Like many Outlander superfan(atics), I was a teeny bit worried when I first heard the book was being made into a TV series. My fears were mostly that the powers that be might turn it into the Heaving Bosom/Pelvic Thrusting Extravaganza seen in most American made TV shows and movies while leaving out the essence of the story.
Let’s face it boys and girls, most movies are filmed from the man’s point of view. Whether it’s sex, family, business or the world, it usually comes from the male’s perspective. Exhibit A. Love/Sex Scene #1….Action! Woman with perfectly formed, giant orbs of goodness, concave stomach, glistening mouth, wild hair, no cellulite (basically my looks, 30 years ago) gleefully gyrates around bedroom, performing endlessly choreographed circus tricks while wearing a slightly nauseated expression, bosom’s heaving in time to an invisible drum. Cut and Print! And, P.S. she’s usually 15+ years younger than the man she’s performing for and her character has little back story or purpose other than to support the male lead as his wife or mother of his children.
So imagine my delight when the first episodes of Outlander began to air and the gorgeous Caitriona Balfe appeared on screen, not like the Victoria’s Secret glamazon she is, but with a very realistic portrayal of a real woman who finds herself in an unreal situation. Claire Randall Fraser is strong, she is mouthy/pushy/intimidating/caring/loving/passionate, compassionate and a healer, but most of all she is her own woman and bless those in charge, they actually got it right. They wrote, produced and directed it the right way and let Caitriona Balfe deliver the goods. (Personal note: I still have no idea how she works non-stop, perhaps this is a ‘Bionic Woman Situation’, but that’s for scientists to discover and me to report on in a later blog.)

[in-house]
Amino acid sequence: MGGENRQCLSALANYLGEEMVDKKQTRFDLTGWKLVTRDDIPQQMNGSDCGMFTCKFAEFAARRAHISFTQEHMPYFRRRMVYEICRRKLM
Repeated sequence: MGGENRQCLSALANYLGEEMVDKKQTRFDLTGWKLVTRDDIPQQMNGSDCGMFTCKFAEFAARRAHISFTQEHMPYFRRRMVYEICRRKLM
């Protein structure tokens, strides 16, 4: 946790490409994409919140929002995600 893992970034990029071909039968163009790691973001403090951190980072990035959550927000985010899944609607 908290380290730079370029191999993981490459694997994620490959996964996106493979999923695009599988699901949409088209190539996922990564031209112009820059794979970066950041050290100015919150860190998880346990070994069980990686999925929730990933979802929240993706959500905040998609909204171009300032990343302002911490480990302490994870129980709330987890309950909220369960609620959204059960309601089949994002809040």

So, when this year’s Women’s Image Award nominees were released and FOUR women working on the Outlander series were nominated, there was much jumping for joy in my Twitterverse world. Among the Outstanding Outlander Women nominated are Anne Kenney, Anna Foerster, Toni Graphia and the one and only Caitriona Balfe.
I began to wonder how it came to be that so many intelligent, skilled women could be affiliated with one show so I began poking around and the answer I came up with was Ron D. Moore. Ron has shown us that he is unafraid of strong, intelligent women by repeatedly hiring, casting and working with them. When you have women in these positions, the perspective changes, it has to, because we come from a different place than men. Not better or worse, just different. So I applaud Ron D. Moore for doing what most men in power don’t do and that’s hire qualified women. Until more men give qualified women the opportunity to show what they can do, nothing will change and careers will not progress. And for that matter, other women in power need to do the same as sometimes we are our own worst enemies. So thank you Ron we appreciate your intelligence and applaud your strong, forward-thinking attitude.
By the way, in the future I would suggest that other men in the business begin doing the same. What’s the worst that could happen? You could wind up with a hit show that millions of people watch and live a rich and fulfilling life.
Note: Not nominated but still greatly appreciated and respected is Maril Davis, Executive Producer and Ron’s Producing Partner of many years.
17th Annual Women’s Image Award,
Anna Foerster, Director, ‘The Wedding’
Anne Kenney, Writer, ‘The Wedding’
Toni Graphia, Writer, ‘The Devil’s Mark’
Caitriona Balfe, Actress, ‘The Garrison Commander’
Outlander, Best Drama Series